Not all the news these days is dispiriting. Over in London, members of Parliament are asking that a cat be deployed in the Houses of Parliament, to fight a mouse infestation, the Telegraph reports.

President Trump may or may not have said that the White House is a "dump," but many MPs believe that their iconic building is one. There have even been proposals for Parliament to meet elsewhere for several years while Westminster Palace (the official name) is refurbished. It was built over several years in the nineteenth century after a fire in 1834 destroyed the previous palace except for part of St. Stephen's Chapel, where Parliament met from 1547. You can still see its remnants to your left just after you walk through the public entrance.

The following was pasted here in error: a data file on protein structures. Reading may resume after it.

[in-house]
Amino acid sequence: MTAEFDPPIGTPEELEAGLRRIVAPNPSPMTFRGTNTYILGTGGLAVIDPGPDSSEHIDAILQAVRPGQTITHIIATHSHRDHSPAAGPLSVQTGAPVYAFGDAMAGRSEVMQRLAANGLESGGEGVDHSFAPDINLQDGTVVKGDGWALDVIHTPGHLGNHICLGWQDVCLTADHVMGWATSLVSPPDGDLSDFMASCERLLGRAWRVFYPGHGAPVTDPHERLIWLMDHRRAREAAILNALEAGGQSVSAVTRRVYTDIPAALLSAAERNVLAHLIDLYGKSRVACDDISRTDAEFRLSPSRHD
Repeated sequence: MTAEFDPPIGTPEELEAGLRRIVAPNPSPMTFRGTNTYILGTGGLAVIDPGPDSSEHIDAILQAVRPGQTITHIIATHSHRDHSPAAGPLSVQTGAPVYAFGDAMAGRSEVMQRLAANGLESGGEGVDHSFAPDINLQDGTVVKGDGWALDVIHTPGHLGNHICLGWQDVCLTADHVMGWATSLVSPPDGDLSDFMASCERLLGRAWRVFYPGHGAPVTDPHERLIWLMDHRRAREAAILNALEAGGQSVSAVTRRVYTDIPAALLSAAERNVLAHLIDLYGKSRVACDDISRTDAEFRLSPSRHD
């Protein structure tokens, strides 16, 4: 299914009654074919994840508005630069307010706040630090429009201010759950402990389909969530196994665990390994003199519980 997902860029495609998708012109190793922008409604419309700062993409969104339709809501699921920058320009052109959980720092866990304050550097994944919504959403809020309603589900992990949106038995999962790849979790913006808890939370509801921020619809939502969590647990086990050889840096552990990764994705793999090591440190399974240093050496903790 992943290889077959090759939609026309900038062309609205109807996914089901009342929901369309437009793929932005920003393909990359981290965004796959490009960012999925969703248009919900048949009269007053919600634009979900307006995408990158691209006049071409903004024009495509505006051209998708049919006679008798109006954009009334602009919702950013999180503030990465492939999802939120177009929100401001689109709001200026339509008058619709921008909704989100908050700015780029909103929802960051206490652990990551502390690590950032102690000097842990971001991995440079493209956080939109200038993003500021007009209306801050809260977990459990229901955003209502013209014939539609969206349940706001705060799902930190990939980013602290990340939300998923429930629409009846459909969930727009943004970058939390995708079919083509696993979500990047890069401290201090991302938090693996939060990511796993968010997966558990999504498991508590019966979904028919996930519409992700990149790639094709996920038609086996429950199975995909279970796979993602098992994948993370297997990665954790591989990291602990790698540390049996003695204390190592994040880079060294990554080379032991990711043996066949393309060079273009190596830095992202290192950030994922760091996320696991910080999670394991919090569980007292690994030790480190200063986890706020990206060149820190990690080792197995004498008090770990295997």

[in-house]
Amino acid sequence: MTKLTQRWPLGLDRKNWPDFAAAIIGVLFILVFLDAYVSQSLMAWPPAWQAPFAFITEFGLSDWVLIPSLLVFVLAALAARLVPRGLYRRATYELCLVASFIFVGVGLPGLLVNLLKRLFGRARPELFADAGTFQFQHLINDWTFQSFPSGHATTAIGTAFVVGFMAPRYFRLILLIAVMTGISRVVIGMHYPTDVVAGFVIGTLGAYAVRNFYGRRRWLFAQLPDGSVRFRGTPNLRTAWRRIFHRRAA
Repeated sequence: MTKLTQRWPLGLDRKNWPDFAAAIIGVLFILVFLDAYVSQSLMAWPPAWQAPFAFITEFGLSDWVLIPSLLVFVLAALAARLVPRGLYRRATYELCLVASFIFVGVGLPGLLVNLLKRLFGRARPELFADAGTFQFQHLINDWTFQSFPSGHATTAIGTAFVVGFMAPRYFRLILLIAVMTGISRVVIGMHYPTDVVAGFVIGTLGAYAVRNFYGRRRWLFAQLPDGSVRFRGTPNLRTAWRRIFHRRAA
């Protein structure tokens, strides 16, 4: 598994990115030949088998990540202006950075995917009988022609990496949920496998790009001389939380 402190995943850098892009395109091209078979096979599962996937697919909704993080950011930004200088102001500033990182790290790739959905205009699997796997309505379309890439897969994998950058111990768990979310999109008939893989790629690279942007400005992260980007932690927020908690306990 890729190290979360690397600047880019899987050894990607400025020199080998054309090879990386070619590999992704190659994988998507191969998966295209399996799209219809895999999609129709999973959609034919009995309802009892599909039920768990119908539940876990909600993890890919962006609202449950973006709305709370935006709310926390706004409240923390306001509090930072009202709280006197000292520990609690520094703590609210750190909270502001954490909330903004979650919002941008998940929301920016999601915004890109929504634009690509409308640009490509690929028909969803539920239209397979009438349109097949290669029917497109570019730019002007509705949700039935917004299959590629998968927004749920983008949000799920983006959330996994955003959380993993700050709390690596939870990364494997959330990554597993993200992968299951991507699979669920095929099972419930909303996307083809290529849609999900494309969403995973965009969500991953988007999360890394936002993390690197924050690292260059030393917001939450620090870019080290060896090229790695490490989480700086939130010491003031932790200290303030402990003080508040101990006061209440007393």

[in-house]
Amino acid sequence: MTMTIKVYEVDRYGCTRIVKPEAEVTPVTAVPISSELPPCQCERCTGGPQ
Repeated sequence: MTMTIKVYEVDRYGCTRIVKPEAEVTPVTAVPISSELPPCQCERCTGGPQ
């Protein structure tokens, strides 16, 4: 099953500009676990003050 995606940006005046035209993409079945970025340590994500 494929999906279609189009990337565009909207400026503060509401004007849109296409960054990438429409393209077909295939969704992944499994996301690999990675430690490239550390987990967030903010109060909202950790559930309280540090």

The mouse infestation apparently began after renovation work was started in 2016, which has also temporarily silenced the bell of Big Ben. The feline lobby has members from both major parties. Conservative MP Penny Mordaunt brought her cat Titania to work, and tweeted, "A great believer in feline deterrence, I'm employing the principle to the lower ministerial corridor mouse problem."

But officials told her that no animals are allowed in the building but service dogs. Labour MP Wes Streeter told the Telegraph, "Luckily, my part of the building isn't infested with mice, but it's time to stop pussy-footing around. Lots of staffers are scaredy cats when it comes to mice. A parliamentary cat might not be a purrfect solution, but after a summer of silly season stories about the Tory leadership, this is definitely the Mogg"—a reference to Conservative MP Jacob Rees-Mogg—"we've been looking for."

Some members noted that Number 10 Downing Street and the nearby Foreign Office both have cats, which have been videotaped fighting. So Conservative MP Stella Creasey made perhaps the key point when she told colleagues, "I for one will be joining the cross-party efforts for feline membership of Parliament—not just for the mice, it's YouTube gold in waiting!"